The United States has experienced rapid growth in the number of people identifying themselves as libertarians. The recent presidential election, among others, has demonstrated that libertarianism is becoming increasingly influential in American politics. It can be seen in the growing success of Libertarian candidates at the federal, state, and local levels. Libertarians also enjoy much more significant support among young Americans than other generations.
Libertarianism encompasses a set of principles and policy preferences that often differ significantly from the dominant conservative or progressive viewpoints that have characterized American politics for much of the twentieth century. The Libertarian Party typically holds a presidential nominating convention every four years to select its presidential candidate. Here are some of the principles of libertarianism:
This principle says that people can do whatever they want if they do not physically harm others. It also follows that individuals have the right to defend themselves and their property against those who would violate the NAP.
Libertarianism emphasizes the importance of individual rights and freedoms and the belief that individuals should be free to make their own choices without interference from authority.
Libertarians support a free market economy, where individuals can buy, sell, and trade goods and services without government intervention. They believe the free market is the most efficient way to allocate resources and create wealth.
Libertarians believe that individuals have the right to own property and that the authority should protect those property rights.
Libertarians believe that individuals should be free to associate with others voluntarily, without interference from authority.
Libertarians generally oppose war and intervening in foreign policies. They believe peaceful trade and diplomacy are the best ways to promote international cooperation and prosperity.
The Libertarian Party was founded in 1971 by David Nolan. Since then, the party has grown significantly in both membership and influence. In 1972, Libertarian Party presidential candidate John Hospers received only one electoral vote, making him the first to receive an electoral vote outside of the Democratic or Republican parties since George Wallace in 1968. However, it was not until 1980 that a Libertarian candidate would receive more votes than a major party candidate at the Presidential level (1.06% of the vote in 1980). Ed Clark's running mate was David Koch, who is one of the co-founders of the Libertarian Party. In 1996, a financial advisor and author, Harry Browne, won the Libertarian presidential nomination. This election also marked the first time a Libertarian candidate would appear on a state ballot in all fifty states. Since then, the party has grown steadily in both membership and influence. In 2008, former Republican Congressman Bob Barr received 0.4% of the vote for the Libertarian Party nomination. This election also marked the first time that two major party presidential candidates were members of third parties (Bob Barr for the Libertarian Party and Ralph Nader as an independent).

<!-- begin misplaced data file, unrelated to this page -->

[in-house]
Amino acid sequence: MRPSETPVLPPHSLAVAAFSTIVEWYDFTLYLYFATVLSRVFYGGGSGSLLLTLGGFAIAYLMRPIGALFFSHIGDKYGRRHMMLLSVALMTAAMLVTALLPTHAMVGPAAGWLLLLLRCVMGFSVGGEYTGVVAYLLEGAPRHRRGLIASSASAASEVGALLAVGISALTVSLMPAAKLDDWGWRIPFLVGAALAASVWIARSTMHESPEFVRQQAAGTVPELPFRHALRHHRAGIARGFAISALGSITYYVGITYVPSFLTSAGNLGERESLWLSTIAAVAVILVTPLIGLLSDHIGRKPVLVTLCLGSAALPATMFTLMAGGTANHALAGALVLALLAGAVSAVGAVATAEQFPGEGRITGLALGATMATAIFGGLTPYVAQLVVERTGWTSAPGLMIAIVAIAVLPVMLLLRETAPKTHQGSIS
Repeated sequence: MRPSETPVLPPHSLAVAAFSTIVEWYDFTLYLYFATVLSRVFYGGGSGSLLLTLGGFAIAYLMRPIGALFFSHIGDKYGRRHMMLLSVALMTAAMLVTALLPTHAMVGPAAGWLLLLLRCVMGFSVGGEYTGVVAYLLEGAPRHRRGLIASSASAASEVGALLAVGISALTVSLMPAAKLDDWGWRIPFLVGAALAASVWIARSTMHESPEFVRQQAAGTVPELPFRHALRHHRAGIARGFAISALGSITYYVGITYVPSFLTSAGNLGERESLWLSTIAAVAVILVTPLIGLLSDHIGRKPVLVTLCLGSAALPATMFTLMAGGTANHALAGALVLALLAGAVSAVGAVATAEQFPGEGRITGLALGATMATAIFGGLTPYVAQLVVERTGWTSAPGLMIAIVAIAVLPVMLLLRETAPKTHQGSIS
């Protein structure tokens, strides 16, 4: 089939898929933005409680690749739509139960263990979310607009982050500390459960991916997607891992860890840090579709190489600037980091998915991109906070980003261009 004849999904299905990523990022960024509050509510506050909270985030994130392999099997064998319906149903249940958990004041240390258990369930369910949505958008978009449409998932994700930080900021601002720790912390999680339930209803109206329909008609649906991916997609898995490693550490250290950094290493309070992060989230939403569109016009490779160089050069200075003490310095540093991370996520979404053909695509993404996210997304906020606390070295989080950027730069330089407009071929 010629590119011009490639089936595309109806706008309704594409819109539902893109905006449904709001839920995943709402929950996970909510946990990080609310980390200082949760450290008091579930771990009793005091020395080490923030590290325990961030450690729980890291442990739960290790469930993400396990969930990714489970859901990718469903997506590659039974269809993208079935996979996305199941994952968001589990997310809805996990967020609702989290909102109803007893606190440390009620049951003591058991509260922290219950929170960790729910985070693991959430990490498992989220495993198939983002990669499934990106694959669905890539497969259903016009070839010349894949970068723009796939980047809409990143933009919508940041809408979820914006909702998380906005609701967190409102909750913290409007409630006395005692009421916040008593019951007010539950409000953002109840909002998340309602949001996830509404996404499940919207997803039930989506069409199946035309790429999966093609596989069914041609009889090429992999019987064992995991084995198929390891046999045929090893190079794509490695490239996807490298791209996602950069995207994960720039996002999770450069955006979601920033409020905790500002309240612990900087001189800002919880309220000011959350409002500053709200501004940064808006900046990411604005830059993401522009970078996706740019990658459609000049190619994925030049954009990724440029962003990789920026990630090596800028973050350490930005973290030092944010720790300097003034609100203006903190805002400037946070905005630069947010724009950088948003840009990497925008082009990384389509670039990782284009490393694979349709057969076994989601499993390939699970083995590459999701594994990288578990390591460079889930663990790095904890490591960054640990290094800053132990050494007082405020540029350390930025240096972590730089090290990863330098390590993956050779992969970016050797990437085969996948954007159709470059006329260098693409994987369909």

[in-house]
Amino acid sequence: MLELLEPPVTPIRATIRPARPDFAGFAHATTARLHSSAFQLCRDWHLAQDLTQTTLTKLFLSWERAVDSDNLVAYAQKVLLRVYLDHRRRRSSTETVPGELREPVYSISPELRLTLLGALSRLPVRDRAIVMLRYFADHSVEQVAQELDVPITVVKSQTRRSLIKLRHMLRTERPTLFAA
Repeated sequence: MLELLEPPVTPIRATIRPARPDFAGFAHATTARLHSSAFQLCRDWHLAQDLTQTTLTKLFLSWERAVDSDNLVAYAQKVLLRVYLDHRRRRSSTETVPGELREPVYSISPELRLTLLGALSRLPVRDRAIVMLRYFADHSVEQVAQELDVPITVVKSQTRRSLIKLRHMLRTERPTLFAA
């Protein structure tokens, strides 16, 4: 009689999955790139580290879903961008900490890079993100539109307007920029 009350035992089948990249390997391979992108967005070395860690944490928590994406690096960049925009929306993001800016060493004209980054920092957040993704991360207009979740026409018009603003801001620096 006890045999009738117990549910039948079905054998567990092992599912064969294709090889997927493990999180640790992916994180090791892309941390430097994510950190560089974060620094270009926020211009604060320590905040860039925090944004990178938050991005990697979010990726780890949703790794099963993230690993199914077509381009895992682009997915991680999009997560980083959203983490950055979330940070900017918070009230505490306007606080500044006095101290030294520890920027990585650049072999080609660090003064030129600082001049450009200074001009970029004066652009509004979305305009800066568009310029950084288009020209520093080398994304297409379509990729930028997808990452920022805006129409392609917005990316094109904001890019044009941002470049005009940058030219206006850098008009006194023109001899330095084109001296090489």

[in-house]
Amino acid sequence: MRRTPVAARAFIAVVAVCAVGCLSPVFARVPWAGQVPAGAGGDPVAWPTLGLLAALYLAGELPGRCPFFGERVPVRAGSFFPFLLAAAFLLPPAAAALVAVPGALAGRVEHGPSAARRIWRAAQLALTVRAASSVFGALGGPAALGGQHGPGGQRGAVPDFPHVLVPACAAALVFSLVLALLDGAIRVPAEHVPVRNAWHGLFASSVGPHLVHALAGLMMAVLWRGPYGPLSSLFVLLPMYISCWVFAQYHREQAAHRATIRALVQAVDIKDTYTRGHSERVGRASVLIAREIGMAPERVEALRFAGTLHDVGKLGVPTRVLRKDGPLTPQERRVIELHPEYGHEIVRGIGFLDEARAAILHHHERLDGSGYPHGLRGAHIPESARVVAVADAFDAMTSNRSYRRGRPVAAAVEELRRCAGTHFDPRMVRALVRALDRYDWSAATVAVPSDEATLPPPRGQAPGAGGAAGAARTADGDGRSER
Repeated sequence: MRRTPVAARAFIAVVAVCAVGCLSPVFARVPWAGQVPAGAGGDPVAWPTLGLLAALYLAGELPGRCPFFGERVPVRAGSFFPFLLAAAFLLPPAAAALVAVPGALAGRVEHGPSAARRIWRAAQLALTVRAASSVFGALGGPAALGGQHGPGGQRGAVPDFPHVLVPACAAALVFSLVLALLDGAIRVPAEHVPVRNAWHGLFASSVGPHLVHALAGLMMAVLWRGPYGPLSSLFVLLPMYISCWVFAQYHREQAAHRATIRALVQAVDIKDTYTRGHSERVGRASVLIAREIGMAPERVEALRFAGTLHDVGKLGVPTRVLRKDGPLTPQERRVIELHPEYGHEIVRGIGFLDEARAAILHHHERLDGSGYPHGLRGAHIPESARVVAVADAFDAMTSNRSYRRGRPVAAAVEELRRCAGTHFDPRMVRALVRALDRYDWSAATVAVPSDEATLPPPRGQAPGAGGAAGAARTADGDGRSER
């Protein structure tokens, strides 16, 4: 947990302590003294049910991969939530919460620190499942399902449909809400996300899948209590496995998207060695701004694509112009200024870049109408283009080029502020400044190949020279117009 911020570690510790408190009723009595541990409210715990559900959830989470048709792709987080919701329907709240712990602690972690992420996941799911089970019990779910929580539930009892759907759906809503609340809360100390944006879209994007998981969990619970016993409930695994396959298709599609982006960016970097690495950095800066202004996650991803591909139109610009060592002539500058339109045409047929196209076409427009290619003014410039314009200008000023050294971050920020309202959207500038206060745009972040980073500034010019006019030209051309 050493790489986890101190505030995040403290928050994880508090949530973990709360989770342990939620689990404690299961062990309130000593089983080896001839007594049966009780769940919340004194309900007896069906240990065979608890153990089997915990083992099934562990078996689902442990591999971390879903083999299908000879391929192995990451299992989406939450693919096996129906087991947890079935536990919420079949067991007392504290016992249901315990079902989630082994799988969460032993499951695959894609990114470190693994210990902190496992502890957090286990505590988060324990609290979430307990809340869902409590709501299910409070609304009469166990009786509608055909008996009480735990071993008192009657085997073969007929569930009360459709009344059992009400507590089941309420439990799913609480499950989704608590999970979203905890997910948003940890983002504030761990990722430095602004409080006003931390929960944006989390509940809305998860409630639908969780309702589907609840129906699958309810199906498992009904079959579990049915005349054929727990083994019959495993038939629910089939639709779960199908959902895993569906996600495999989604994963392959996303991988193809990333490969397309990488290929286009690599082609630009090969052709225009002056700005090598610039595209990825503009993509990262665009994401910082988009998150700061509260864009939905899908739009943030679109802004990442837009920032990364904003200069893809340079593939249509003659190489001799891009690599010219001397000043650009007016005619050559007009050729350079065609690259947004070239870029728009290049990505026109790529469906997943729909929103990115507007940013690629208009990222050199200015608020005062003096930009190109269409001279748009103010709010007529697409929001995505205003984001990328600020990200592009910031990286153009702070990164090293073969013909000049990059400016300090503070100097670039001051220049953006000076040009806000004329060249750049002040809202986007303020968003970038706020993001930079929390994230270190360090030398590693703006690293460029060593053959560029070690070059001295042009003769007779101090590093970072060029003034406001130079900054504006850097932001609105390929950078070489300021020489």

The Libertarian Party has had several presidential candidates. Here are some notable Libertarian presidential candidates:
He was the first Libertarian Party presidential candidate in 1972, and he received one electoral vote from Roger MacBride, who was from Virginia at the time. People have described him as the father of modern libertarianism. He is also the most prominent former member of the Republican Party to ever run for president under a Libertarian banner. He is probably best known for his argument against using violence to achieve social change, called "peaceful revolution." He believed "the government is too big and too intrusive and should be completely abolished."
Vermin Supreme is an American political activist and performance artist who is perhaps best known for running for various political offices, including President of the United States, on a satirical platform that includes promises such as mandatory tooth brushing, free ponies for all Americans, and time travel research. Supreme was born in Rockport, Massachusetts, in 1961 and later attended the Massachusetts College of Art and Design. He began his political career as a member of the Libertarian Party in the 1980s. In addition to his political activities, Supreme is also known for his performance art, which often involves wearing a rubber boot on his head and carrying a large toothbrush. While Supreme's political platform is often seen as absurd and humorous, he advocated for several progressive causes, including marriage equality, drug legalization, and animal rights.
Ron Paul is a long-time politician and congressman in the United States. He ran for office on the libertarian presidential ticket in 1988. He was also one of the founders of the Republican Liberty Caucus. He has been consistently voted as one of the most libertarian members of Congress, by both Republicans and Democrats, over his years in office. He also served as a member of the U.S. House of Representatives from Texas from 1976 to 2013. He advocates limited authority, less interventionism abroad, and free-market economics.